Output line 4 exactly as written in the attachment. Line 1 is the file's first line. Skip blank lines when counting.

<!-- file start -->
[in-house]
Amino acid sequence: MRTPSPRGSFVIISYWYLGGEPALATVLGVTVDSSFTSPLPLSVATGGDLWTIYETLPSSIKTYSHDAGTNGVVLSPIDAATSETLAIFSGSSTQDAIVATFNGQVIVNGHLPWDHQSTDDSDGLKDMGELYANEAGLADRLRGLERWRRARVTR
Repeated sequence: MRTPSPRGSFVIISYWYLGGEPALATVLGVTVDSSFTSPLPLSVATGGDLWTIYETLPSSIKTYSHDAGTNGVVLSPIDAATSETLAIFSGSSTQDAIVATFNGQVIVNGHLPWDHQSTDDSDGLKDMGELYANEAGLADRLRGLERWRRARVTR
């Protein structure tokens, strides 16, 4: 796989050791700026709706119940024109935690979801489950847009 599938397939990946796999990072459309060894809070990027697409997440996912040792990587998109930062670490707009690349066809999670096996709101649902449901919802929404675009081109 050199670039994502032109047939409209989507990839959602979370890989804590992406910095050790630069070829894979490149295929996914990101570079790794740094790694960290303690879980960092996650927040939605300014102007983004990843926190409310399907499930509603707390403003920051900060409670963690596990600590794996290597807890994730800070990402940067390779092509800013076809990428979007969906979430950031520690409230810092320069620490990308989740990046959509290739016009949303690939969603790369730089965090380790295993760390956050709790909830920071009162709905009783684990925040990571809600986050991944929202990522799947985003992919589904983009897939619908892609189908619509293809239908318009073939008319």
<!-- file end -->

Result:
């Protein structure tokens, strides 16, 4: 796989050791700026709706119940024109935690979801489950847009 599938397939990946796999990072459309060894809070990027697409997440996912040792990587998109930062670490707009690349066809999670096996709101649902449901919802929404675009081109 050199670039994502032109047939409209989507990839959602979370890989804590992406910095050790630069070829894979490149295929996914990101570079790794740094790694960290303690879980960092996650927040939605300014102007983004990843926190409310399907499930509603707390403003920051900060409670963690596990600590794996290597807890994730800070990402940067390779092509800013076809990428979007969906979430950031520690409230810092320069620490990308989740990046959509290739016009949303690939969603790369730089965090380790295993760390956050709790909830920071009162709905009783684990925040990571809600986050991944929202990522799947985003992919589904983009897939619908892609189908619509293809239908318009073939008319």